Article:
29

to C~C Detachment, Danang for use on the C&C net.

2.vrS) Fifteen AN/PRC-74s were issued to field units.

/ transceiver

WqS an improved light Weight SSB / which was to serve

This set

;!Q,

31

as an

interim item between the AN/GRC-109 and the developmental AN/PRC-70.

TOPP~ 7

/

G-lll

Appendix G

(bUn (b][31

MORl DocID. 570388

Danang

at I received 131 of the new, miniature 1

teams. These radios were to be used for air to ground as well

a~ ~:~eam commu~ications.

D /:~;:GNAL PLANS

• ~ll agent teams in NVN were queried as to whether

Dr not they held the GADAZ signal plans at their locations. As

a result of this querys it was discovered that many of the teams

had cached the plans in uns~cure areas thus making acttvation,of

GADAZ an impossibility. It was, therefore, determined that the normally used sIgnal plans tor these agent team8 would continue to be employed and improved upon when any deficienCies became apparent.

2.~fuen the SAAT program was discontinued and th~ STRATA

co~t took its place, it was judged that the AN/PRC-7~ radio was most suitable for the STRATA teams. A signal plan was developed 1n support of this equipment, and it was used between

the teams and the new STRATA base station established at Danang. E~ PTOGRAPHY 1., S)Acting on MACSOG's

18 (NSA) 19 request, the National Security Agency / --

developed a special code to be employed in cross-border operations. This code, the KAC-199, appeared to be both versatile and secure when it went into effect in February 1967. After the code had

been put into use, it was discovered that it was extremely difficult to use since the system was not categorized. A revised version,

categorized under subject headings, was introduced, and reports

26 from the field ind1cated that it was an improvement over the original

developed by SOG Communications to support STRATA. It was considered, by MACSOG, that the code would be simple to use; enable

a Vietnamese to pass messages verbally to English speaking persons; offer a method of making mDssaees brief; and give a measure of

security TO pL"c RET

G-l'i

7

2

3

4

5

6

7

8

9 !.Q. 11 12 g

ll. II 1!

17

20

II

22

23

24 25

MORl DocID 570388

~

~ ~OO Co~uni,ationa conceived another ,od" KAC-23', \la~ !.:-t~nded ~t • .:.~ ~hl;;, e ode , w .. Lch Wo.;:: .I.,,;, ued (;0 ene 1 a e ro

for implementation in February 1968. would be used for rotating,

on a daily basis, tne call signs and personnel ~dentiflers used

SSB net.'

SECURITY

request of Chief, MACSOG, the 10lst Radio

Research Company monitored and analyzed the sao radio net in July 1967 to determine what, if any, information of intelligence • value could possibly be obtained by the enemy through intercept and analysis of traffic on the net. Following the analYSis,

it was pointed out by the communications security activity that

security and discipline on the radiO net was extremely loose, and that the circuit provided an excellent source of information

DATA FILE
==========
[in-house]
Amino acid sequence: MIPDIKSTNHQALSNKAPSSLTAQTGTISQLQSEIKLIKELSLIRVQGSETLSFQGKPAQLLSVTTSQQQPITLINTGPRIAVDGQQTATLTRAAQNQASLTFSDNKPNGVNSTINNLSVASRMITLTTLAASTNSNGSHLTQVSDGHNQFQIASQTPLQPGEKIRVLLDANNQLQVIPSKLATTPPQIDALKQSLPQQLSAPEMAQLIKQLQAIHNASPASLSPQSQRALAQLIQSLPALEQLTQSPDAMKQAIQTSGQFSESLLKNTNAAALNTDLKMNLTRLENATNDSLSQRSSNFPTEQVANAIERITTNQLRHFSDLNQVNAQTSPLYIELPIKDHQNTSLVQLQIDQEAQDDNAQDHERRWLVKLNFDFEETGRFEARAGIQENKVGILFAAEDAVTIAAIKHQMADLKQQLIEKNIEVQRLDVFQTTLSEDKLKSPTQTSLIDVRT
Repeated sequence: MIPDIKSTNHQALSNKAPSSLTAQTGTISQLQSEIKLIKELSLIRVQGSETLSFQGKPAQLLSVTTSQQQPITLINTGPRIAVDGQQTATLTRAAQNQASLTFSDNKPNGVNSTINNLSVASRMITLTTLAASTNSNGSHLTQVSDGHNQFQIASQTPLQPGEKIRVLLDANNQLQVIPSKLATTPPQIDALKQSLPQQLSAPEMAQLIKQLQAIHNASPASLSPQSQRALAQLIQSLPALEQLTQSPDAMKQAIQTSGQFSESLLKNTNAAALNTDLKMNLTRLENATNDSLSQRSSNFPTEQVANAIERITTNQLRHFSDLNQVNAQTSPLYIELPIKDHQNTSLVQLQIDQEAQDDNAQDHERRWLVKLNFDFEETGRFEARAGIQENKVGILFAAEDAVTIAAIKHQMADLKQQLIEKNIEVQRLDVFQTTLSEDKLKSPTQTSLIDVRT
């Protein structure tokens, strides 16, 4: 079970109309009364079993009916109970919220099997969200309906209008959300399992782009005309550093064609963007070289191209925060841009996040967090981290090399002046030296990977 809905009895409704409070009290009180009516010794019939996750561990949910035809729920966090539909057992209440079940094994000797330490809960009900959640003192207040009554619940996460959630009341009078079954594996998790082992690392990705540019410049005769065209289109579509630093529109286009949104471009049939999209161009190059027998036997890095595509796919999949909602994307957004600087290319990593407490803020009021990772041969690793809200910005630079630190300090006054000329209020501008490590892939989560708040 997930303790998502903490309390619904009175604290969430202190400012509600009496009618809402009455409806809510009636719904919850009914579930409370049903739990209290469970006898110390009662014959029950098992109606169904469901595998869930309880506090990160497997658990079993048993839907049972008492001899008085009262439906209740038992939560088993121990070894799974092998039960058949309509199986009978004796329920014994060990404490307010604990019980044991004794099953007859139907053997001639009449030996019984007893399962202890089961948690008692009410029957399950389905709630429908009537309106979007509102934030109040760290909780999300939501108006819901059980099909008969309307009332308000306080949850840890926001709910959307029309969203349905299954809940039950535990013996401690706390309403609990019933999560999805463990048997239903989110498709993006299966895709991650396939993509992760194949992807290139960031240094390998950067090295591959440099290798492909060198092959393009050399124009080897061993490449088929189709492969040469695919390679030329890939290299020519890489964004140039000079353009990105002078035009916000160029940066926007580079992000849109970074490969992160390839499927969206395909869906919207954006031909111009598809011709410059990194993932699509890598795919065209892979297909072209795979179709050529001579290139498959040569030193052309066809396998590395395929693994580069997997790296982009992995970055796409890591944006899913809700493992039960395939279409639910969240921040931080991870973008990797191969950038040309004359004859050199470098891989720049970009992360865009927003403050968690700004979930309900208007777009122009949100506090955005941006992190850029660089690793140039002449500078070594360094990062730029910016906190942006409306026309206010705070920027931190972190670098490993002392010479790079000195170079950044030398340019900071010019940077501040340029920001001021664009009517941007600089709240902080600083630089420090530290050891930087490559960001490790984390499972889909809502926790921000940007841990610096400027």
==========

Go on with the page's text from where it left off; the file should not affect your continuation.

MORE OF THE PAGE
explo1tation by the enemy.

a result of this security check, several actions were

taken by MACSOG to improve communications security. These actions

included

• B the rotations of call signs on a daily baSiS, imp1ementation~

of an authentication system. and the stressing of the proper use

of operational codes."

~pend1X VIII to Annex ~~MACSOG Directive Number

G, 1967 COMUSMACV Command H1story 105-6 of 9 Sep 1967.

G-16

Appendix G

It

1

,

3 4 5

6

7

8

9

10

11 12 13

14 15 16 17

20

21 22

23

24

25

26

27

28

29

3{)

31

MORI DoclD: 570388

7Qn£.

,_~ PART VI. 196B HISTORY

A~)~RA~!C~~

~.(~:Acs~omrnunications act1vit~es continued to expand in

196~ A significant factor in this expansion was the establishment of STRATA FOBs at Danang and the NAD FOB at Phan Thiet. 2.(~o accommodate the increaa1ng cross-border ope~ations, the MAC~ SSB net was diVided, with Net A being dedicated to

PRAIRIE FIRE and Net B to DANIEL BOONE operations. Communications 8

support for these programs were sim11ar, and a RATT net was established

linking Command and Control South eCCS) at Ban Me Thuot with FOB-6 at~ Ngoc Tau.

~S)-AB a result of the establishment of the STRATA Monkey Mountain FOB (MMFOB) Communications Center at Danang in July 1968, MACSOG began to receive more timely reports on STRATA mlssions. B.(TS) FACILITIES AND CIRCUITRY

~upon relocation of MA;SOG to MACV 1 Compound in January 1908; non-secure voice hot lines were installed between SOG

Headquarters, 1st Flight, CCN, Ho Ngoc Tao. and Nakhon Phanom. ~~In Februapy. a separate SSB net between CCS and ~CSOr. was established which eliminated an overload problem on the

Command and Control North (CCN) net. 21

~n July, Ml>lFOB at Danang was ad,ded to the TTY circuit as a 22 mUlti-point extension. This circuit then tied MACSOG Headquarters 23

Wit~CCN' N D. and MMFOB. Danang. 24 ~.( In September, a secure, dedicated TTV circuit ~BS activated 25 bet een the MACSOG Communications Center and CCN which provided an 26

alternate traffic route to the Danang area.

5~~n December. when psychological operat10ns on Cu Lao Charr Island were d1scontinued, the RATT circuit between that activity